Islam is a religion of peace and submission to Almighty God (the translation of God in Arabic is Allah).
It is a continuation of monotheistic belief and was preached by Prophet Muhammad, peace be upon him (PBUH). The revelations from Allah took 23 years to completion and became the Holy Quran, which still is in its original Arabic text.
The Holy Quran contains a complete code of life for humankind. It came at a time when Arabia was passing through dark ages: tribal warfare and the killing of female children at birth were the norm.
The Prophet did not receive any formal education. God was his teacher through the angel Gabrail. The Quran informs about previous prophets from Adam all the way to Prophet Jesus (PBUH) and their teachings. Muslims are supposed to revere and believe all prophets equally. The teachings of the Prophet are derived from the teachings of the Quran.
There are five basic Pillars of Islam: believing in One God, praying five times daily, fasting one month (Ramadan), paying obligatory poor dues, and going on Pilgrimage once in a lifetime if one has the financial ability. These rituals help Muslims practice complete submission to the will of God. Praying five times a day purifies the heart and reminds one constantly about God. During Ramadan, which started on April 12th this year, Muslims do not eat or drink anything from sunrise to sunset! Not only do they need to abstain from eating and drinking, they have to abstain from evil talk or thought or any unlawful act, which may nullify the fast.
At the end of Ramadan, Muslims celebrate with feasting and giving donations to the poor and gifts to friends and family. Those able give 2.5% of their annual savings to the needy, besides other optional charity.
Islam is complete submission to the will of Allah. Muslims believe that we, as humans, are insignificant when it comes to the will of Allah. In the past, populations were put through various trials; the Divine Books (Torah, Bible, and Quran) all include testimonials to these. For example, in the times of Prophets Moses and Noah (PBUH), their people were tested through trials and tribulations in order to help guide the people on the straight path and to test their iman (faith).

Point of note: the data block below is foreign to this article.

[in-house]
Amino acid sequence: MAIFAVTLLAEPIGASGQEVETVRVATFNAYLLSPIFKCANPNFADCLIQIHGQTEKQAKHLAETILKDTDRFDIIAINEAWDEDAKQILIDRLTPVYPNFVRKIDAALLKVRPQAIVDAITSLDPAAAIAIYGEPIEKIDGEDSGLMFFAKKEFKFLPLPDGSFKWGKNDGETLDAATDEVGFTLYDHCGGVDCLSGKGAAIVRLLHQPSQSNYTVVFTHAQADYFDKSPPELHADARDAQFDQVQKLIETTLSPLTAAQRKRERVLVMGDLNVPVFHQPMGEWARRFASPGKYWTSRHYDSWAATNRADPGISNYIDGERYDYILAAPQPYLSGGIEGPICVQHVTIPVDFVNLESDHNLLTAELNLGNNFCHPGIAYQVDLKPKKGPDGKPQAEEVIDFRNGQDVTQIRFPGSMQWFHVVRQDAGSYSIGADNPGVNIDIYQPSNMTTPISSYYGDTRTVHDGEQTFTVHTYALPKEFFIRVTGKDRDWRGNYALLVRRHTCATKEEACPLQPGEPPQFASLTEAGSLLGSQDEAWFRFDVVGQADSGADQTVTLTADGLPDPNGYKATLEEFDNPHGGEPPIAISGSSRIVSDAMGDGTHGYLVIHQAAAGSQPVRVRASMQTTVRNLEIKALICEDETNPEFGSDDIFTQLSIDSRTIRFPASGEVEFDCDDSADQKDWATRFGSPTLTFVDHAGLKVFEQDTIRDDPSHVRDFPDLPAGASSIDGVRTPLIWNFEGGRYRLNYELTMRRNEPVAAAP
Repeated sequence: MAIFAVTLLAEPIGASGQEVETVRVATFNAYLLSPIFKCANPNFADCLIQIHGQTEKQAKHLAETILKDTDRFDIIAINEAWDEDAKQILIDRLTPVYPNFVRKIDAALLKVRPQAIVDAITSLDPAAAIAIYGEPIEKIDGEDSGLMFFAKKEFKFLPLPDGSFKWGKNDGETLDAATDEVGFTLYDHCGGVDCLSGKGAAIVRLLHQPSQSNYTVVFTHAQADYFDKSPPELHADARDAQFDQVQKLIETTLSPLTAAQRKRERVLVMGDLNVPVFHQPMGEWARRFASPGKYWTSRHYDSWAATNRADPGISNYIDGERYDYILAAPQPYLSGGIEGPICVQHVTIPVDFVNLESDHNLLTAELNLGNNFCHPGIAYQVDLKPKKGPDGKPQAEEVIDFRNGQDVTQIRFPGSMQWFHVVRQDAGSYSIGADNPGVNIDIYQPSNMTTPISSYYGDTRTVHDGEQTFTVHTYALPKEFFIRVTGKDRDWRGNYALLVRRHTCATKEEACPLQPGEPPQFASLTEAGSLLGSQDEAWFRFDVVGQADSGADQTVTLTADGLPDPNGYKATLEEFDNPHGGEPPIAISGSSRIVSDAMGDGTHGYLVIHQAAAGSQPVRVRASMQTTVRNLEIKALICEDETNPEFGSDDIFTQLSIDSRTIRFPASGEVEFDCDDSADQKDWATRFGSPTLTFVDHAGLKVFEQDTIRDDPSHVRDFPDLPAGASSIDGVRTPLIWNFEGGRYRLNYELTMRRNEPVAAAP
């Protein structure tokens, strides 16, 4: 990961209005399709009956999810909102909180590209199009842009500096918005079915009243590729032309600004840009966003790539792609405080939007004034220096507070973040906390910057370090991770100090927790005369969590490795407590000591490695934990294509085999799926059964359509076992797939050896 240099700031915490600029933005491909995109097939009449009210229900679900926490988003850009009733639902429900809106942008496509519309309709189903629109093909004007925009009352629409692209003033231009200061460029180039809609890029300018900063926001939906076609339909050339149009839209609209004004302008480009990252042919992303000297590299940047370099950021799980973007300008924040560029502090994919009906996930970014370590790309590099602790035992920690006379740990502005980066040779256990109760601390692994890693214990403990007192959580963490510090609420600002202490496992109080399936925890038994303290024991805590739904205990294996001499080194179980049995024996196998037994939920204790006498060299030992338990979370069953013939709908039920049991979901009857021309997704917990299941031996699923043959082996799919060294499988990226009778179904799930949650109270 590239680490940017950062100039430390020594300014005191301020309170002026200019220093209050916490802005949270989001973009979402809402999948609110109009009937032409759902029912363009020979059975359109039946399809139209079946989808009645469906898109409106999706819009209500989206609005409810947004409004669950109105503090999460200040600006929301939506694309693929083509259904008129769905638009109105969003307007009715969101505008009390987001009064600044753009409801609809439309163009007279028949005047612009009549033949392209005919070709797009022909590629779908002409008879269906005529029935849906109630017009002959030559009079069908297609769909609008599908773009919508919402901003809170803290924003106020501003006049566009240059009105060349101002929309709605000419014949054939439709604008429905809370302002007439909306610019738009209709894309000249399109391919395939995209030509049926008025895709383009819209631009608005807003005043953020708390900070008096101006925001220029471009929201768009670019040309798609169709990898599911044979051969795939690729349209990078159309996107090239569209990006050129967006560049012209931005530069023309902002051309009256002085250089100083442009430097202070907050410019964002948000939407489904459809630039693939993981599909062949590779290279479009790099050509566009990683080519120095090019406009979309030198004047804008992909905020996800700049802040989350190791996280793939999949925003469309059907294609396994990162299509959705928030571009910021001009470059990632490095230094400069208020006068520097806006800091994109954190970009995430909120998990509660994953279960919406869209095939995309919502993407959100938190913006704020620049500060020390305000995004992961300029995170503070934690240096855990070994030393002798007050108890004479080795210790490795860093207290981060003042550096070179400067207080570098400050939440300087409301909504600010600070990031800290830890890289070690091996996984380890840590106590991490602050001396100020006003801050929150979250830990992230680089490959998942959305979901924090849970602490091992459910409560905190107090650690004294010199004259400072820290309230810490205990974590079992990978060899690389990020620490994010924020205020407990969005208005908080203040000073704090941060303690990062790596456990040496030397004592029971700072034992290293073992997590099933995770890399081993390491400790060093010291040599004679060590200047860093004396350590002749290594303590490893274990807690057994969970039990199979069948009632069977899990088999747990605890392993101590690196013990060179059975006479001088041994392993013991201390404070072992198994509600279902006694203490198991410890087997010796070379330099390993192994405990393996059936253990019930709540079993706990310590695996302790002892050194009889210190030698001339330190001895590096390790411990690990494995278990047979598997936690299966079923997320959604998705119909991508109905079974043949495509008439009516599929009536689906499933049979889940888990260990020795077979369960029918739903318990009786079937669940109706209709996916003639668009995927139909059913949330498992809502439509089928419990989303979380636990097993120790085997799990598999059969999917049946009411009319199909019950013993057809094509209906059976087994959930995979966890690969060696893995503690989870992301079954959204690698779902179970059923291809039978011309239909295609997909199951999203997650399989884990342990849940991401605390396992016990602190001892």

We believe that Allah’s decree is the most powerful. In Sura Fil (Quran: 105), the story of Abraha is narrated. King Abraha came with an army of elephants to destroy the Kabba but was thwarted when the elephants refused to move forward, and Allah (SWT) sent a fleet of birds, who dropped pebbles on the army, killing the enemies, and saving the Kabba.
Here we see that small birds can stop a mighty army! We can think of this incident as a lesson to human beings. No matter how powerful we may seem, we are truly helpless in the sight of Almighty God. In light of the coronavirus pandemic, we see how a small virus is causing global havoc, affecting more than 135 million people, stopping robust economies, and taking almost 3 million precious lives across the world, which disproportionately includes minority populations (statistics as of April 12, 2021).
Allah has revealed to us methods of staying safe in times of crisis through the Prophets and their companions. The Prophet Muhammad (PBUH) gave the following public health advice regarding pandemics.
“Whoever waits at home during a plague patiently, hoping in God’s reward, and believing that nothing will strike them except for what Allah (SWT) decreed, that person will have the reward of a martyr. Even if the person is not inflicted.”
“If there is a pandemic in an area, do not leave the area, and outsiders should not enter that area.”
These are both testimonies of the current social isolation, social distancing, and masking orders in place. They are also an encouragement for each of us to get vaccinated as soon as possible.
Allah also offers reassurance to the people: Surah Al-Inshirah (Quran: 94-5) “For indeed, with hardship [will be] ease,” so Muslims are advised not to give up hope and be patient.